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Residents wary of wind farm idea

Residents wary of wind farm idea

An overflow crowd of about 50 people, including some from neighboring towns, made it clear Monday th

An overflow crowd of about 50 people, including some from neighboring towns, made it clear Monday they have a lot of questions about whether or not a commercial wind power project would be good for their rural community.

Although Vermont-based Reunion Power last month erected a 197-foot wind testing tower on Fulton Hill, “there is no project set [and] no drawings that I’m aware of,” said town Supervisor Philip R. Skowfoe Jr.

“I’m in no hurry to do anything,” Skowfoe said.

If a commercial wind farm were proposed, the Town Board could enact a moratorium of six months to a year to allow time to enact a local law imposing various restrictions on construction, said town attorney Raynor Duncombe.

No permit was needed for the test tower, Skowfoe said. The tower measures wind and weather data automatically, according to Reunion officials.

Skowfoe said the town last year delayed forming a committee to draft an industrial wind project law.

“A wind law protects the people, but it created so much opposition that we didn’t do it,” he said.

For nearly 90 minutes, the Town Board fielded questions partly based on a recent townwide questionnaire sent to about 900 landowners seeking views on wind farms.

About a third responded to the spring survey that also included questions about roads, taxes and assessments, and trash collection and recycling, according to Town Clerk Elizabeth Coons.

Of 264 people who responded concerning wind energy, 121 indicated they favored a windpower farm, but a total of 143 either wanted more information, or opposed it. Sixty of that number answered no.

In addition to its test tower on Fulton Hill, Skowfoe said, Reunion has expressed interest in leasing county land, possibly along a high ridge off Patria Road, near the Richmondville line. Several speakers Monday raised concerns about negative impacts from a wind farm with towers and turbines potentially about 400 feet high. Several others wanted to know how the town might benefit.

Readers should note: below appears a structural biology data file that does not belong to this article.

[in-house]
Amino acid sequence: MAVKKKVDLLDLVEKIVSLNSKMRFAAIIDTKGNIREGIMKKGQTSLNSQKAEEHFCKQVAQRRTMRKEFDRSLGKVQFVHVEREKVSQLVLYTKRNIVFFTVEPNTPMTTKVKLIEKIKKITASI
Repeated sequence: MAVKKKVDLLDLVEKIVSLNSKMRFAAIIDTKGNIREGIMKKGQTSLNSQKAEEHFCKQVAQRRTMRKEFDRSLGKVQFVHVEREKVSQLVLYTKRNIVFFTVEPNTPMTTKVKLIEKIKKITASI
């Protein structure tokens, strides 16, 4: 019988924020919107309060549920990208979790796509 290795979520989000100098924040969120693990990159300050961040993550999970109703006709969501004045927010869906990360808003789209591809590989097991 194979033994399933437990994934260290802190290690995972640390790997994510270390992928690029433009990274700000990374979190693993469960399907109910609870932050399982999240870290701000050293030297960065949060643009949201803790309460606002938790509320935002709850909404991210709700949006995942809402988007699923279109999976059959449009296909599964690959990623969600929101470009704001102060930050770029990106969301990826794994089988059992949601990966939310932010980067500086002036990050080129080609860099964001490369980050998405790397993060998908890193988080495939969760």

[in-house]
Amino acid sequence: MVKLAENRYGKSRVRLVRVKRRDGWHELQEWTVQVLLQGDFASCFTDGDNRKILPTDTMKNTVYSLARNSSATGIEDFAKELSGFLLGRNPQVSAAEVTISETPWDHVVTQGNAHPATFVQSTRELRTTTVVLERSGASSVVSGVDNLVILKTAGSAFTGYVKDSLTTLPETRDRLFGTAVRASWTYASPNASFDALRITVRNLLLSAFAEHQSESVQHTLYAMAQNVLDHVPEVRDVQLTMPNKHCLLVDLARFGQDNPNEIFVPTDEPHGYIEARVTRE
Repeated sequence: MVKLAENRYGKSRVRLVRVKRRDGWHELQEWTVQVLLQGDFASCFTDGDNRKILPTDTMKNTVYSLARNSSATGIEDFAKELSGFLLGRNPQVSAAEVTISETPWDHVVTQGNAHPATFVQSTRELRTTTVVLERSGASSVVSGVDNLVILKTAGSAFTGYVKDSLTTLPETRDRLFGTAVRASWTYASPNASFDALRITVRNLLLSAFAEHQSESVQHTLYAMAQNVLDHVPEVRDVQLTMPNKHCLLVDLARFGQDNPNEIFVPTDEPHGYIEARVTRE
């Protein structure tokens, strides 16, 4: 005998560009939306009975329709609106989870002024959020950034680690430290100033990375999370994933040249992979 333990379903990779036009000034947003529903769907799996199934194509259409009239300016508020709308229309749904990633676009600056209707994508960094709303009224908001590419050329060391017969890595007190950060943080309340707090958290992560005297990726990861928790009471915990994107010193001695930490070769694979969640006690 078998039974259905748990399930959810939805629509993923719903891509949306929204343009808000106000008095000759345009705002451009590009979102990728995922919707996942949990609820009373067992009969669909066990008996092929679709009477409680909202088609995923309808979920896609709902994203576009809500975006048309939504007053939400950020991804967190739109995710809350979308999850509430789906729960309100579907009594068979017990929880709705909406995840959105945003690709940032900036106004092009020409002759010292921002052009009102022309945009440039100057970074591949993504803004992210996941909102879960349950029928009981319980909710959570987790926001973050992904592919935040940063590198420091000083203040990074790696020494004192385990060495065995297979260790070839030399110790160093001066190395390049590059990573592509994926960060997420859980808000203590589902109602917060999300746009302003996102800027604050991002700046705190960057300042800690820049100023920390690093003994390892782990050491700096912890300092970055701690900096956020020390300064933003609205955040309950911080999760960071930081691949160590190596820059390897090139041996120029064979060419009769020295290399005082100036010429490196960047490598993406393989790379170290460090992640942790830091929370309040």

West Fulton resident Jerry Cajko expressed wonder that people would oppose alternative ways to generate electricity.

“I’ve traveled around the world,” Cajko said, citing solar-powered projects in Europe and Saudi Arabia. “We’re not doing anything,” he said.

“A developer is here to make money, but this should benefit the town of Fulton,” said Greenbush Hill Road resident Vincent Sapione.

Worried that windmills might have life spans of only 20 years or so, Sapione argued that any government incentives should be tied to creating permanent local jobs, as well as tax income.

“The bottom line is money. How much, I don’t know,” said Skowfoe. “We haven’t even been approached to do a project,” he said.

Skowfoe said the town might negotiate with a company for payments in lieu of taxes, commonly called a PILOT, instead of putting it directly on the tax rolls.

Former town supervisor Timothy Hardendorf said he didn’t like the idea of a wind farm.

“I feel very strongly that I live in the most beautiful place in the world. The last thing I want to see is 50 blades turning,” Hardendorf said.

“For me, when I drive up the valley, I love what I see, and that’s going to change forever,” he said.

Skowfoe and other board members vowed that town residents would be notified and any potential project would undergo extensive review hearings,

Town attorney Duncombe noted, however, “it’s not subject to a [public] referendum vote.”

“We have to have a valid reason for not wanting something,” Councilman Helmet R. Hoehner said.

“You can’t say ‘I don’t want this, unless there is a health issue or an environmental issue,” he added.

Asked about the board’s philosophy of governing by Richmondville code enforcement officer and Fulton resident, Gene DiMarco, Skowfoe said, “I feel that I would legislate the will of the people.”

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